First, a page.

As attorneys at Dell & Shaefer disability insurance law firm, we’ve seen just about every type of medical condition and are fully equipped to understand what’s involved to get paid your disability income benefits. Following is a glimpse of the five most common health issues leading to disability claims, as well as some essential things that disabled policyholders should know.
1. Lumbar Cervical Issues / Musculoskeletal Disorders
By far, the most frequent medical conditions in disability insurance claims involve lumbar cervical issues and musculoskeletal disorders. A vast number of claimants with lumbar cervical issues suffer from herniated disks and back issues, have had spine fusions, or have difficulty sitting for long periods of time due to pain. This becomes a serious issue when workers must sit at a desk in order to perform the functions of their jobs.
In the disability world, these medical issues have become known as musculoskeletal disorders because they deal with the skeleton and the muscles. They present as spinal conditions affecting the neck, back, and thoracic or lumbar regions. They aren’t even necessarily caused by a herniated disc or contributing injury, because many people over the age of 40 naturally have degenerative disc disease. This can cause bone spurs, which are also known as osteophytes on the spine.
Because this is such a common disabling condition, some disability insurance carriers have attempted to put a time limit on neuromusculoskeletal claims, even though it’s clearly discriminating. The limitation essentially states that with certain spinal conditions, your claim will not be paid beyond a specific period of time, typically 24 months.
2. Mental Health Issues
Mental health issues are just as disabling as physical disabilities. Psychiatric conditions can range from depression to anxiety, post-traumatic stress disorder, bipolar diagnosis, cognitive difficulties and many more. These things may have been in a person’s medical history for quite some time, but certain triggers and stressors cause things to worsen.
In addition, a person with a physical claim can easily have a secondary mental health condition. For example, a knee injury that limits the ability to exercise, jog, play tennis or engage in activities with your kids or friends can lead to depression. A lifestyle change like that starts to affect relationships and the ability to perform at a job, coupled with the pain from the original injury.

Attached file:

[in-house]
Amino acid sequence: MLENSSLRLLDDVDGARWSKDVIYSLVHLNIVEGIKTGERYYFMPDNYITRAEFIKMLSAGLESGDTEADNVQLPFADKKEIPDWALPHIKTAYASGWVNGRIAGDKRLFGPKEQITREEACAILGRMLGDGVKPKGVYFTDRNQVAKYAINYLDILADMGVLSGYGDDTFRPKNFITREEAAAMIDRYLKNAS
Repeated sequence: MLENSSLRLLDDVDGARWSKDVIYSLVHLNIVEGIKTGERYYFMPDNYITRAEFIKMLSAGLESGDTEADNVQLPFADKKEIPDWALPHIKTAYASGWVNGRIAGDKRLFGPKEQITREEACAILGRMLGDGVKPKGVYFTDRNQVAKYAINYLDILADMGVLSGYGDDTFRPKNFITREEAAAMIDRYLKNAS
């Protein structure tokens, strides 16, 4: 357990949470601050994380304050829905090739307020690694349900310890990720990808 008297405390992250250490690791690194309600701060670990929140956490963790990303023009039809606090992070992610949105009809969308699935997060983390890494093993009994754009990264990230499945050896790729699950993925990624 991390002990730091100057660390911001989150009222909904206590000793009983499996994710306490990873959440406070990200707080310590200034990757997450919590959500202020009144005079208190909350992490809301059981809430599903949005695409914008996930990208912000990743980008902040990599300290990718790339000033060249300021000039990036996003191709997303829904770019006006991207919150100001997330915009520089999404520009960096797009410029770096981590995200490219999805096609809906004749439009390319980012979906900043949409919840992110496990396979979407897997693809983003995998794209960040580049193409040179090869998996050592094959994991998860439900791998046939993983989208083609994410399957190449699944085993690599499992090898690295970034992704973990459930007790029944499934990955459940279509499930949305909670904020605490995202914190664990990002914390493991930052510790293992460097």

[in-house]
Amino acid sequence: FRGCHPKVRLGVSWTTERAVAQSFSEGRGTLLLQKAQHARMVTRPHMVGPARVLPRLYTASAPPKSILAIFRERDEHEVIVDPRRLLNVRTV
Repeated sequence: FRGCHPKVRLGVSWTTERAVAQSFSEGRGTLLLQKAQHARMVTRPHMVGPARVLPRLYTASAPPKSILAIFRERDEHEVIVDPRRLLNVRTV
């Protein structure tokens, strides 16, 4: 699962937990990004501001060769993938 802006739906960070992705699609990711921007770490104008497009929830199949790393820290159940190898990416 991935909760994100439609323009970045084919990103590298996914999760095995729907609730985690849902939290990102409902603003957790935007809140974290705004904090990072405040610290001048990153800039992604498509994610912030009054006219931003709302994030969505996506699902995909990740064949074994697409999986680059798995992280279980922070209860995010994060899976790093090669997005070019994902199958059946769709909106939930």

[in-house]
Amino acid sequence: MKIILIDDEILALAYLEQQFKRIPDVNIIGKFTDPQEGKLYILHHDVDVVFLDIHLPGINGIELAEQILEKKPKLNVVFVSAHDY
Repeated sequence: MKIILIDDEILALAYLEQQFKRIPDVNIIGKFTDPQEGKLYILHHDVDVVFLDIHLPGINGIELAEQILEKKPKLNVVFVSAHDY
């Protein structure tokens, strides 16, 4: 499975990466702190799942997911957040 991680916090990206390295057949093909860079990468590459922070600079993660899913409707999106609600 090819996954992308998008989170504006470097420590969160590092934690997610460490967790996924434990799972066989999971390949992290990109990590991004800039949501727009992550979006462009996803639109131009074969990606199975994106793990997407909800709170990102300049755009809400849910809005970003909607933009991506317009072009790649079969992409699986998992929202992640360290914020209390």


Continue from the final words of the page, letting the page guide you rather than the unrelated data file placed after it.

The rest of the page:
This brings up the issue of comorbidity, which is the presence of two chronic diseases or conditions at the same time. Unfortunately, an insurance company may try to limit a person’s claim by making the mental condition, rather than the physical one, the primary cause of the inability to work. Why does this matter?
This becomes a problem for the person’s disability claim because up to 99 percent of group policies have a 24-month limitation for any mental claim. That’s an immediate way for the insurance company to save a lot of money, and they’ll seize on that opportunity by focusing on psychiatric or psychotherapy records rather than orthopedic or other physical ones. At Dell & Schaefer, a disability insurance attorney will jump in and ensure the focus of the disability claim remains on the physical limitations that pay up to age 65 or to retirement age.
3. Nervous System Disorders
Holding a firm place in the Top 5 causes of disability claims are nervous system disorders, which include conditions such as multiple sclerosis and Parkinson’s disease. These are progressive diseases and tend to have difficulty getting disability benefit approval. Why is that?
“Claimants with multiple sclerosis and Parkinson’s have often been denied from the initial applications process,” explains disability lawyer Rachel Alters. “The insurance carrier is not denying they have MS, but they’re denying that the MS is disabling.”
The insurance carrier may agree that the worker has been diagnosed with relapsing, remitting multiple sclerosis but perhaps they haven’t had a relapse in a long time – leading to a determination that the claimant is in fact able to work. That’s when a competent disability attorney will work closely with the neurologist to do further testing and documentation that benefits the policyholder.